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Active and Latent Ovine Herpesvirus-2 (OvHV-2) Infection in a Herd of Captive White-tailed Deer (Odocoileus virginianus)

M.V. Palmer, T.C. Thacker, R.J. Madison, L.G. Koster, S.L. Swenson, H. Li
Journal of comparative pathology 2013 v.149 no.2-3 pp. 162-166
disease reservoirs, seroprevalence, Odocoileus virginianus, Ovine gammaherpesvirus 2, antibodies, DNA, cattle, herds, hosts, mononuclear leukocytes, polymerase chain reaction, enzyme-linked immunosorbent assay, sheep, spleen, malignant catarrhal fever, deer, signs and symptoms (animals and humans)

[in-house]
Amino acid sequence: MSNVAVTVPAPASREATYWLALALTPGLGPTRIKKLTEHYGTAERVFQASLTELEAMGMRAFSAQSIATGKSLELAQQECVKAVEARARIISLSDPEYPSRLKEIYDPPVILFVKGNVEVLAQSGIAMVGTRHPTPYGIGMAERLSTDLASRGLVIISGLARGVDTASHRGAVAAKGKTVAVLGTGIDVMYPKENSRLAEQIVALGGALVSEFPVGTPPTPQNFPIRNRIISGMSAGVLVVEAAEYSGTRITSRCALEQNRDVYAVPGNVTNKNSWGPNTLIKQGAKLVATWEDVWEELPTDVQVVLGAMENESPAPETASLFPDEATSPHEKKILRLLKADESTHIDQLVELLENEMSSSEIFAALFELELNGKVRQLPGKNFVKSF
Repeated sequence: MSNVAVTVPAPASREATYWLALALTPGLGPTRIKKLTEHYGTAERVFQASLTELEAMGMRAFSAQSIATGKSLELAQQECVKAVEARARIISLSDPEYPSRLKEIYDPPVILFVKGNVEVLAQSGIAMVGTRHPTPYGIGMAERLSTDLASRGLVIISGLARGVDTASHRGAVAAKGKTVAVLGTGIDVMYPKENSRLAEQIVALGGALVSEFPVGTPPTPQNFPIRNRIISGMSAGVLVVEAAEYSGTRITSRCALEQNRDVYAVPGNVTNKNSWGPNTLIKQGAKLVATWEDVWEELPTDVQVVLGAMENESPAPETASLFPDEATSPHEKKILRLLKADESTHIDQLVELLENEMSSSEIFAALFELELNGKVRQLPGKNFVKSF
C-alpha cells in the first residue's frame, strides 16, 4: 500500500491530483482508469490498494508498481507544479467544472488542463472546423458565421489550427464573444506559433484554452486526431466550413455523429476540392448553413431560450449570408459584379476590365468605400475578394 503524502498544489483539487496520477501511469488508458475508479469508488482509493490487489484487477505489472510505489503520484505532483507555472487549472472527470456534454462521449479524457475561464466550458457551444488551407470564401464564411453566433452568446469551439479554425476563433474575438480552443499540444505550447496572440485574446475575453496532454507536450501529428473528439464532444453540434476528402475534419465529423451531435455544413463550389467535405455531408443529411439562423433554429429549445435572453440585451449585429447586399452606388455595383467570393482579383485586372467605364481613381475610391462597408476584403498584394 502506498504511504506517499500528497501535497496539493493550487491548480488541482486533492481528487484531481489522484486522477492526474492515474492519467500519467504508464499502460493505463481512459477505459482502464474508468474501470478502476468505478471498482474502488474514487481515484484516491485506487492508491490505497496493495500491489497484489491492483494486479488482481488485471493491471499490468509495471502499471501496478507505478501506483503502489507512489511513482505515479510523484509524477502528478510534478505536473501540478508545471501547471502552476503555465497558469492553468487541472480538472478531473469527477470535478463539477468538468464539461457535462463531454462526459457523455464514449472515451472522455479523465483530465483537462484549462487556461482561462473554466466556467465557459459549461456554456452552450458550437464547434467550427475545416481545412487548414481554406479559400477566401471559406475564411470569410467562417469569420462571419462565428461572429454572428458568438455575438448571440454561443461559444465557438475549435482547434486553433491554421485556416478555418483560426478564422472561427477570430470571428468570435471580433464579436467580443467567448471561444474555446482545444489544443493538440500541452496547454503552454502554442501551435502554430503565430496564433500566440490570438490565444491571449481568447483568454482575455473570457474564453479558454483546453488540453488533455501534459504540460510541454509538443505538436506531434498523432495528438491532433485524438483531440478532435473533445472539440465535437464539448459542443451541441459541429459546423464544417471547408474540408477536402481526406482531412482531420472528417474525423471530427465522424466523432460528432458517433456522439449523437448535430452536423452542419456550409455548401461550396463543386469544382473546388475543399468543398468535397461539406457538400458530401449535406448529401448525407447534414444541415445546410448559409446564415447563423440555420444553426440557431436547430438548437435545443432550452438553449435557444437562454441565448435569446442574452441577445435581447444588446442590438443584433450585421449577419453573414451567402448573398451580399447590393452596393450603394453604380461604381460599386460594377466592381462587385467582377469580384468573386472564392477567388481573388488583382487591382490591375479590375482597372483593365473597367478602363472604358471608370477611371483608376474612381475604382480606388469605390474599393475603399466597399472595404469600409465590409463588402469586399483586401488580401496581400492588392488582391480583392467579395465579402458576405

Malignant catarrhal fever (MCF) is the clinical manifestation of infection of certain ruminant species with one of a group of pathogenic gammaherpesviruses known as MCF viruses. Cattle and numerous exotic ruminant species are susceptible to clinical disease that may be sporadic or occasionally epidemic in nature. The most common MCF virus worldwide is ovine herpesvirus (OvHV)-2. Reservoir hosts such as sheep, carry and excrete OvHV-2, but do not develop clinical signs, while clinically susceptible species develop severe and often fatal disease. The existence of latent infection in clinically susceptible hosts is poorly understood, but is documented in some ruminant species. Twenty-six animals from a captive herd of white-tailed deer (Odocoileus virginianus) died and were examined from October 2006 to December 2010.Fifteen of these animals (58%) showed clinical signs and gross and microscopical lesions consistent with MCF, while 11 (42%) did not. Polymerase chain reaction (PCR) amplification yielded product consistent with OvHV-2 DNA in samples of spleen from all 26 deer. To examine the possibility of latent infection in this herd, peripheral blood mononuclear cells were examined by PCR for OvHV-2 DNA, and the test was positive in 23/32 (72%) clinically normal deer. Archived serum samples were used to examine the history of MCF exposure in the herd using a competitive enzyme-linked immunosorbent assay, which demonstrated that 10/40 (25%) deer tested had MCF viral antibodies, with nine deer being seropositive over multiple years. Combined with previous observations in deer and other species, these results suggest the existence of latent infection of white-tailed deer with OvHV-2.